ORLANDO (CBS4) — The American Civil Liberties Union of Florida has filed suit in federal court against a new state law that requires welfare recipients to pass a drug test.
The suit was filed on behalf of a 35-year-old Orlando resident Luis Lebron.
Lebron is a U.S. Navy veteran who has sole custody of his 4-year-old son and cares for his live-in, disabled mother. He’s also a full-time University of Central Florida accounting student who was downsized out of his job in 2008.
With his veteran’s benefits exhausted, Lebron applied for temporary cash assistance in July 2011. The ACLU states he meets all the criteria for assistance but refused to waive his Fourth Amendment rights against unreasonable search and seizure and submit to the newly required drug test.
“I served my country, I’m in school finishing my education and trying to take care of my son,” Lebron said. “It’s insulting and degrading that people think I’m using drugs just because I need a little help to take care of my family while I finish up my education.”
The drug testing law requires welfare applicants to submit to and pass a urine test for drug use before receiving assistance.
The law also requires applicants to pay for the drug tests first, about $30-$35, and wait to be reimbursed by the state if they pass.
If they fail, they can’t get benefits for at least a year, and could face child abuse charges.
Gov. Rick Scott signed the drug testing bill in May and it became law on July 1st.
“This law violates more than the rights guaranteed by our Constitution – it violates basic American dignity and fairness by assuming that everyone who needs help is a lazy drug abuser,” said Howard Simon, Executive Director of the ACLUFL. “Ugly, disproven stereotypes make bad laws.”
The ACLU also stated that early results of the drug tests show applicants use drugs at a lower rate than the population as a whole. Data from the Florida Department of Children and Families, which is responsible for implementing the law, shows that since testing began in July, 98-percent of applicants who took the test passed.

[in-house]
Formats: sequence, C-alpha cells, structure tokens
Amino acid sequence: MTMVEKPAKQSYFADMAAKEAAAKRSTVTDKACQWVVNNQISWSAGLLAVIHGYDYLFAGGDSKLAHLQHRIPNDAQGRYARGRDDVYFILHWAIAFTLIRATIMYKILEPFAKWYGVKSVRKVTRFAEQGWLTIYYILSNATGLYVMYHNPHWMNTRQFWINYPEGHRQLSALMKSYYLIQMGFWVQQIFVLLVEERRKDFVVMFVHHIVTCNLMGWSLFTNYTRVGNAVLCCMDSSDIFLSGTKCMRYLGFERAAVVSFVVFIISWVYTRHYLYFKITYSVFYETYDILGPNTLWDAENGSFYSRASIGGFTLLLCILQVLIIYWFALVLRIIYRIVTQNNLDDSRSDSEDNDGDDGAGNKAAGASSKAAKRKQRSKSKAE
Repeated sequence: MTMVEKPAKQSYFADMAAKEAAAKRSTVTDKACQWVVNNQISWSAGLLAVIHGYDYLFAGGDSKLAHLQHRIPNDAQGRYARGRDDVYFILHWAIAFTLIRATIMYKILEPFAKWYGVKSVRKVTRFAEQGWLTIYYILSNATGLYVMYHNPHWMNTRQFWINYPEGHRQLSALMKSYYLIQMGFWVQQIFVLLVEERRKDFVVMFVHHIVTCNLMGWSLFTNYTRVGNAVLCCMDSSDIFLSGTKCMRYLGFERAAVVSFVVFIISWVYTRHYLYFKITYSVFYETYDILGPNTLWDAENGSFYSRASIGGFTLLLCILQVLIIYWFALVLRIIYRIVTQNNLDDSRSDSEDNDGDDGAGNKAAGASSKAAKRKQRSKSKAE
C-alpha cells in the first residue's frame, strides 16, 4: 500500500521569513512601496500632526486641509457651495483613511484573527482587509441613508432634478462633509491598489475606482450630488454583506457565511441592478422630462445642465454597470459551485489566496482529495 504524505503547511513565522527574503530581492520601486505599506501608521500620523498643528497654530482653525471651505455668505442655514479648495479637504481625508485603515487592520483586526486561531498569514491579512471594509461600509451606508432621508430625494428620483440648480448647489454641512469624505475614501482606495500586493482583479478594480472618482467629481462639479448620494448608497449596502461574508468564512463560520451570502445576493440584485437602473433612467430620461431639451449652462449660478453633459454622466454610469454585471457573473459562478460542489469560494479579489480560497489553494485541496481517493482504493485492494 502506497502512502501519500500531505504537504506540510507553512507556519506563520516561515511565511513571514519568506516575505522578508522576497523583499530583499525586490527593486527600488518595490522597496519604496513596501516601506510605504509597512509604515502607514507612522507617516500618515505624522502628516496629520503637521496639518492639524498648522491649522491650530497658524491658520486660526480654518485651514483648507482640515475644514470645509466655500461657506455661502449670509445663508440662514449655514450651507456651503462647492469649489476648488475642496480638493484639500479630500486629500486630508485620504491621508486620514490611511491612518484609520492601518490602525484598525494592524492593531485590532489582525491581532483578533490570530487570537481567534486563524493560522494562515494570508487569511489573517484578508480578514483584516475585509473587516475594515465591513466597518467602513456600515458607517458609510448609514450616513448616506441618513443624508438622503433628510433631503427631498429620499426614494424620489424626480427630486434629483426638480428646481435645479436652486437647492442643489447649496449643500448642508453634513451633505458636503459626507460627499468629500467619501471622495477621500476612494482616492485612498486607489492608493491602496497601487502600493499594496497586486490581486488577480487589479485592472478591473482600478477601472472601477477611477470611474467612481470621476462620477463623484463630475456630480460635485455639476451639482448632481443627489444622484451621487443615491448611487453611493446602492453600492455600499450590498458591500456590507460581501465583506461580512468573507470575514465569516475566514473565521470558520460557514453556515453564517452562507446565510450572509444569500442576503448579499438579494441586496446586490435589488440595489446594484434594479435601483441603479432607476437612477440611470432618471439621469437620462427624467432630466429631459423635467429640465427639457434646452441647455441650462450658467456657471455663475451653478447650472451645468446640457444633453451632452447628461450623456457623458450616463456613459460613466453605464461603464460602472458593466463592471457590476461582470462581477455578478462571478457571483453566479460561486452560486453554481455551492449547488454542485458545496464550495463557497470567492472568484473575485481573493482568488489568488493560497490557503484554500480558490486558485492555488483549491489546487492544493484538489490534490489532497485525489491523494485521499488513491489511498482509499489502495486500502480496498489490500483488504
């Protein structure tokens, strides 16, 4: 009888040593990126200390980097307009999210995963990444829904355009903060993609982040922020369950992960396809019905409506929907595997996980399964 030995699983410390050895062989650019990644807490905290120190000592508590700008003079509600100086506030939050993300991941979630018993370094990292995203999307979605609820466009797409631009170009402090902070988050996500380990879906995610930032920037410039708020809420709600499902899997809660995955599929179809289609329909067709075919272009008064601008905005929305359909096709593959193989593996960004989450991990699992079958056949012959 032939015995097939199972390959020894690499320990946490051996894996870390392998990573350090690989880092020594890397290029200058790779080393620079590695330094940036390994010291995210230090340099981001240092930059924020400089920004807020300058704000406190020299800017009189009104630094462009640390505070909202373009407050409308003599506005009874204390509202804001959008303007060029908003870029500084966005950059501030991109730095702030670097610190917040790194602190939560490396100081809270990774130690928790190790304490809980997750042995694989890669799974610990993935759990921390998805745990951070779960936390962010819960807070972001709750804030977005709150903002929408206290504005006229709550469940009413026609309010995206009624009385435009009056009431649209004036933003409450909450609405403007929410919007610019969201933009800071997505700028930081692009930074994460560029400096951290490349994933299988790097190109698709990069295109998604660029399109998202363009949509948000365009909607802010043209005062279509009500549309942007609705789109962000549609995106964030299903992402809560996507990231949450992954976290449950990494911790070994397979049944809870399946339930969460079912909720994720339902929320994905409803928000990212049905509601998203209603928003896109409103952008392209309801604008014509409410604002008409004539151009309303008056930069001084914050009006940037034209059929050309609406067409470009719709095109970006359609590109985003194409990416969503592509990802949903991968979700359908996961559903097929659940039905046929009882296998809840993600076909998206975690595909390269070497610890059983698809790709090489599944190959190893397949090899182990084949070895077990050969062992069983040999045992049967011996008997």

A Florida pilot program in 1999-2000 which drug tested applicants found a “failure” rate of about 5-percent. According to the 2009 National Survey on Drug Use and Health, performed by the U.S. Substance Abuse and Mental Health Services, 8.7-percent of the population nationally over age 12 uses illicit drugs.
“Floridians don’t lose their Constitutional rights because they need temporary assistance,” said Randy Berg, Executive Director of the Florida Justice Institute which is co-counsel in suit with the ACLUFL. “It doesn’t matter how popular it is to single out a group of people to make a political statement, the rights guaranteed by the Constitution apply to everyone – even poor people – and everyone has a right to be free of suspicion less government searches.”
The lawsuit names Department of Children and Families Secretary David Wilkins as defendant, since his agency administers welfare benefits and oversees the drug-testing. The suit asks the court to declare the law unconstitutional and stop the state from requiring the drug tests.
“I’m asking the Courts to protect my rights and the rights of other Floridians because this law treats me like a potential criminal for no reason at all,” Lebron said.
A federal court in 2000 ruled that a similar law in Michigan, which had a suspicion less welfare drug-testing law like Florida’s, was unconstitutional.